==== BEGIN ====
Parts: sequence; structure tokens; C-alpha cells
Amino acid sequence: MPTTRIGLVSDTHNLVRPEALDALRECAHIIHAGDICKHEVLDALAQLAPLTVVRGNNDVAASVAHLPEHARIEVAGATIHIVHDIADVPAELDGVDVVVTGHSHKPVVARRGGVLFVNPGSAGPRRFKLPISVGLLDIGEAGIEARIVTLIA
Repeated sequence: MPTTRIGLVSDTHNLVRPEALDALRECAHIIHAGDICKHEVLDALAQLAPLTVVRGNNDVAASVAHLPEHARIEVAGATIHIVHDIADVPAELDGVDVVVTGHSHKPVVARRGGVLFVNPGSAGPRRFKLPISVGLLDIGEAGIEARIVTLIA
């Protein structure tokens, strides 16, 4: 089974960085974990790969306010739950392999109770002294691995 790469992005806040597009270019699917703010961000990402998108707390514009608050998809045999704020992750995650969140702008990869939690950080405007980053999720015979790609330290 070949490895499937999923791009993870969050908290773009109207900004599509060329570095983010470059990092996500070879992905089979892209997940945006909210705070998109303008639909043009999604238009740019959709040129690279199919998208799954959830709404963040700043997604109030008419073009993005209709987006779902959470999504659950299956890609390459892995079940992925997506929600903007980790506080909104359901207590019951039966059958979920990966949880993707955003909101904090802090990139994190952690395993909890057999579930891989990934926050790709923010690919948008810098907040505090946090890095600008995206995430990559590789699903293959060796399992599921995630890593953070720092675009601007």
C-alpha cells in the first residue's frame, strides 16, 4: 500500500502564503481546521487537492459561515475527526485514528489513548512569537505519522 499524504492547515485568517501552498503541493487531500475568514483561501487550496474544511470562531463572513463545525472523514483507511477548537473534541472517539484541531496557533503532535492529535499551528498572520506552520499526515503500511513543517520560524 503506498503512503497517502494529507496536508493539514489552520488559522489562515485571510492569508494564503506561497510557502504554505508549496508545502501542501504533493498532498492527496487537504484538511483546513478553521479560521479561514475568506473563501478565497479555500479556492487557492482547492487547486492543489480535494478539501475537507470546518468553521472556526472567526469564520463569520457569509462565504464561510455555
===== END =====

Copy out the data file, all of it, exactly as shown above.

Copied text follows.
Parts: sequence; structure tokens; C-alpha cells
Amino acid sequence: MPTTRIGLVSDTHNLVRPEALDALRECAHIIHAGDICKHEVLDALAQLAPLTVVRGNNDVAASVAHLPEHARIEVAGATIHIVHDIADVPAELDGVDVVVTGHSHKPVVARRGGVLFVNPGSAGPRRFKLPISVGLLDIGEAGIEARIVTLIA
Repeated sequence: MPTTRIGLVSDTHNLVRPEALDALRECAHIIHAGDICKHEVLDALAQLAPLTVVRGNNDVAASVAHLPEHARIEVAGATIHIVHDIADVPAELDGVDVVVTGHSHKPVVARRGGVLFVNPGSAGPRRFKLPISVGLLDIGEAGIEARIVTLIA
């Protein structure tokens, strides 16, 4: 089974960085974990790969306010739950392999109770002294691995 790469992005806040597009270019699917703010961000990402998108707390514009608050998809045999704020992750995650969140702008990869939690950080405007980053999720015979790609330290 070949490895499937999923791009993870969050908290773009109207900004599509060329570095983010470059990092996500070879992905089979892209997940945006909210705070998109303008639909043009999604238009740019959709040129690279199919998208799954959830709404963040700043997604109030008419073009993005209709987006779902959470999504659950299956890609390459892995079940992925997506929600903007980790506080909104359901207590019951039966059958979920990966949880993707955003909101904090802090990139994190952690395993909890057999579930891989990934926050790709923010690919948008810098907040505090946090890095600008995206995430990559590789699903293959060796399992599921995630890593953070720092675009601007």
C-alpha cells in the first residue's frame, strides 16, 4: 500500500502564503481546521487537492459561515475527526485514528489513548512569537505519522 499524504492547515485568517501552498503541493487531500475568514483561501487550496474544511470562531463572513463545525472523514483507511477548537473534541472517539484541531496557533503532535492529535499551528498572520506552520499526515503500511513543517520560524 503506498503512503497517502494529507496536508493539514489552520488559522489562515485571510492569508494564503506561497510557502504554505508549496508545502501542501504533493498532498492527496487537504484538511483546513478553521479560521479561514475568506473563501478565497479555500479556492487557492482547492487547486492543489480535494478539501475537507470546518468553521472556526472567526469564520463569520457569509462565504464561510455555